Honors College Theses

Publication Date



Political Science (B.A.)

Document Type and Release Option

Thesis (open access)

Faculty Mentor

Dr. Barry Balleck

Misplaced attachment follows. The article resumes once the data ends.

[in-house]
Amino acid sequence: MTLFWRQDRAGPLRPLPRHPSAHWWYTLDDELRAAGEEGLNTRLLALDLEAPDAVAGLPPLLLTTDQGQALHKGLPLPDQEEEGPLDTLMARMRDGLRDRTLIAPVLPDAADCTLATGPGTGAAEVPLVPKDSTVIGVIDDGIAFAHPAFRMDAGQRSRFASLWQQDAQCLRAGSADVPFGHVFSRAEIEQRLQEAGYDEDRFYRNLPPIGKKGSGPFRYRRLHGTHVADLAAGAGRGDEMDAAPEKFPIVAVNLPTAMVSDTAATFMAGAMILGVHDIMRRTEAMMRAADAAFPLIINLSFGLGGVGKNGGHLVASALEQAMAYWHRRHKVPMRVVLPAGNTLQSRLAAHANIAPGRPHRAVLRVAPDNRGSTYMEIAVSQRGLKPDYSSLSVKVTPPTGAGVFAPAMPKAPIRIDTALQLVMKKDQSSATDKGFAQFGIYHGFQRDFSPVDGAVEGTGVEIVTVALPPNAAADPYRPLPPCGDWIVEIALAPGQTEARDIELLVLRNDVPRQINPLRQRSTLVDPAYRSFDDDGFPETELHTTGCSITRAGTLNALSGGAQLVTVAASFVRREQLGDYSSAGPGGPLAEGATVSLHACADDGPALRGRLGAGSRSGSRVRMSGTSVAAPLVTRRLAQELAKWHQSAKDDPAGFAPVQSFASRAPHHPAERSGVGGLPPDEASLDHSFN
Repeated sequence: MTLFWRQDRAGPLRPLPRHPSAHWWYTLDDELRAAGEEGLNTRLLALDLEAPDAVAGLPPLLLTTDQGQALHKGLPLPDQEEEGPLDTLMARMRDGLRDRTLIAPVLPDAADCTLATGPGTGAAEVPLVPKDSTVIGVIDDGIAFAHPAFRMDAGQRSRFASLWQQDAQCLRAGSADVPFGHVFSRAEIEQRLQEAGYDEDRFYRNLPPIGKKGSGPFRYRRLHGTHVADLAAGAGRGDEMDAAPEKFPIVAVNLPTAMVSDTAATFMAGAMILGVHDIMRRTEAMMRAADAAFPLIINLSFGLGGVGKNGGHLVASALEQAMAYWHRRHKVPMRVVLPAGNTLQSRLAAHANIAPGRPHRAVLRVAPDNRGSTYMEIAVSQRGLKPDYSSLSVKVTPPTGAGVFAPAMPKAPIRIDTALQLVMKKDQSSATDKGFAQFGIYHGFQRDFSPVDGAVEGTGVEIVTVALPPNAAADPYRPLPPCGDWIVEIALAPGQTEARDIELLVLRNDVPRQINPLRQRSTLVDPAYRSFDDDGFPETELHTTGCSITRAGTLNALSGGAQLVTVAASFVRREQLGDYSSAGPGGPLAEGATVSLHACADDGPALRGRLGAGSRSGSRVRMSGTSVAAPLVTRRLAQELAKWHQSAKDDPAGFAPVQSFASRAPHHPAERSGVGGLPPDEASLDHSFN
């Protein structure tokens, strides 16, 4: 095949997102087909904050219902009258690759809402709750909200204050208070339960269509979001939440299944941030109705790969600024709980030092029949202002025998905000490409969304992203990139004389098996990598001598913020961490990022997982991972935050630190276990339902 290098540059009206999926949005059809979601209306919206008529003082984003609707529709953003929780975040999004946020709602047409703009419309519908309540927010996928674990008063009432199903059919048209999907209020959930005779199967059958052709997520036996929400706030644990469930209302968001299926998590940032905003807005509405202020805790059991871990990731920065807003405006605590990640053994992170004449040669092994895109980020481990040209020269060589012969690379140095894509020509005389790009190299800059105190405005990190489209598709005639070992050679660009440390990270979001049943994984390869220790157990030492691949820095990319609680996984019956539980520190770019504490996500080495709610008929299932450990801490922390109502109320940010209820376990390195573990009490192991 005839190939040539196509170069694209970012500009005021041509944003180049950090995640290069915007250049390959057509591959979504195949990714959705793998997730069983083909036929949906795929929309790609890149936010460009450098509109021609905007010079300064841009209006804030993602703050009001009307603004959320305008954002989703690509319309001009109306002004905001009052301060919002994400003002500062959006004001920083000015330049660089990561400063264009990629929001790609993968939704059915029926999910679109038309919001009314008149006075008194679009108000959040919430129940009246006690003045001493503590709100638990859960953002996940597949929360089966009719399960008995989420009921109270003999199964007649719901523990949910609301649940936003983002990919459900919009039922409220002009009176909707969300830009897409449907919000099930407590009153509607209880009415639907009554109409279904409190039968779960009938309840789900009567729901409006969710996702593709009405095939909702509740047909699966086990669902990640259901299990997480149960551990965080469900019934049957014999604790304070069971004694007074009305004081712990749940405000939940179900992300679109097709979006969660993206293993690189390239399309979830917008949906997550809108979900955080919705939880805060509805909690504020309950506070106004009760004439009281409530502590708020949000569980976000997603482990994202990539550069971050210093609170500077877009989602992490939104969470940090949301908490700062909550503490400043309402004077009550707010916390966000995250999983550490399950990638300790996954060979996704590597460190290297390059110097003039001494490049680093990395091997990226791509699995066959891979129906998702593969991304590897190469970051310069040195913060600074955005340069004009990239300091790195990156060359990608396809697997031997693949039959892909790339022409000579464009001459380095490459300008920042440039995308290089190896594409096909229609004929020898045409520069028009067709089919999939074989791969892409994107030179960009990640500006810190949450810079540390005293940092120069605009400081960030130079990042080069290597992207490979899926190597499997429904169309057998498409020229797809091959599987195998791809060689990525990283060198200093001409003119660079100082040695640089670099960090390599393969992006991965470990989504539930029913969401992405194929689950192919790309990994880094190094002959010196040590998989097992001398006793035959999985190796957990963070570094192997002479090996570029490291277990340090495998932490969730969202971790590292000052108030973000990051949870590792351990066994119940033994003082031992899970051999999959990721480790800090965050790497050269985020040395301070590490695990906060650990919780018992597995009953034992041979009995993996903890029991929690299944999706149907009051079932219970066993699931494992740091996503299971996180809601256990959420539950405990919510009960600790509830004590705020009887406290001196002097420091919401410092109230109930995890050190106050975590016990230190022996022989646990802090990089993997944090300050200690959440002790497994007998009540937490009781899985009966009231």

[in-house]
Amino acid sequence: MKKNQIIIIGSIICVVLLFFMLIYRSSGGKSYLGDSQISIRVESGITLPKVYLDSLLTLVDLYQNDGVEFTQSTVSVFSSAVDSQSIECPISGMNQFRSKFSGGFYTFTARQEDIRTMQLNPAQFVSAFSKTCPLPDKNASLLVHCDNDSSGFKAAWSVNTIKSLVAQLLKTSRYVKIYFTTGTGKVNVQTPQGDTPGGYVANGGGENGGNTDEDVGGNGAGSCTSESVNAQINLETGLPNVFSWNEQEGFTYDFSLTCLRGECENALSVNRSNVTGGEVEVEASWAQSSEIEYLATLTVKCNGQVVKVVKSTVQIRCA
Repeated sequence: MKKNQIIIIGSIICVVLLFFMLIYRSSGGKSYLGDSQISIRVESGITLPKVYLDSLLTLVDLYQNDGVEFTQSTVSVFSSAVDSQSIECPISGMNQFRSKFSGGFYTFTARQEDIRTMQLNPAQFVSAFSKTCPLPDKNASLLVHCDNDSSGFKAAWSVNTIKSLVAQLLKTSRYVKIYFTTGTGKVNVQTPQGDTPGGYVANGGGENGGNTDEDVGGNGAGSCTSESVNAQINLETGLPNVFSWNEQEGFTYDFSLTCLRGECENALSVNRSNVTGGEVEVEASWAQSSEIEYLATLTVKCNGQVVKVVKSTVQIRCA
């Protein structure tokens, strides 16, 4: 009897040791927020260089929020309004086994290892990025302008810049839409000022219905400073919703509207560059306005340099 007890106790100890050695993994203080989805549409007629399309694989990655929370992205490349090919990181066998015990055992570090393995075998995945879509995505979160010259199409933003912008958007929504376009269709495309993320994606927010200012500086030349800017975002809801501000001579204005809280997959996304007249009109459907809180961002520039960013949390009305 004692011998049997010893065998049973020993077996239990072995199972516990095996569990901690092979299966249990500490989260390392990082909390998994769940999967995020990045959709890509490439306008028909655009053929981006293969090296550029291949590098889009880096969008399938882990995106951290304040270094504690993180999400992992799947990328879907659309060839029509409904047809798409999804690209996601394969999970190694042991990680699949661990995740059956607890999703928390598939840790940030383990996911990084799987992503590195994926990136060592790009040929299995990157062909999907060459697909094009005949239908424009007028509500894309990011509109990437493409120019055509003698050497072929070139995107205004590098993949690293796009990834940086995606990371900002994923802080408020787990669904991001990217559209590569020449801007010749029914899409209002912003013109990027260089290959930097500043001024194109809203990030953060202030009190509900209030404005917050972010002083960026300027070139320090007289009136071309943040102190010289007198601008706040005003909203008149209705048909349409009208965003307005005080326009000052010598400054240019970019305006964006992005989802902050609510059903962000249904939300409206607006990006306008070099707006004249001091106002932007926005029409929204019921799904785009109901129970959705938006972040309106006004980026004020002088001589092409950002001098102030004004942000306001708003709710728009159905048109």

The Unite the Right rally in Charlottesville, Virginia, saw more than five hundred protestors teamed with dozens of militia groups, all representing anti-government and white nationalist groups. Also present were over one thousand counter protestors, many representing far-left and antifascist groups, leading to a violent confrontation between the two sides. As we have developed our core themes of what defines the United States of America, we have also fostered a strong division along the way, enough to the point where some individuals feel the necessity to act with violence to “save our nation” so to speak. This conviction exists within both people of left-leaning ideology and right-leaning ideology, and they seem to foster our established core themes in completely different ways. What factors have contributed to this ideological conflict? Even though the violent left-right conflict in Charlottesville seems to be an instance unlike anything in American history, both left-wing groups and right-wing groups are not new by any means. In fact, I argue that older radical political groups that have existed are precursors to this modern phenomenon. This research was conducted through the model of a thematic density, a form of rhetorical analysis where key words from official documents are analyzed to discover correlating themes.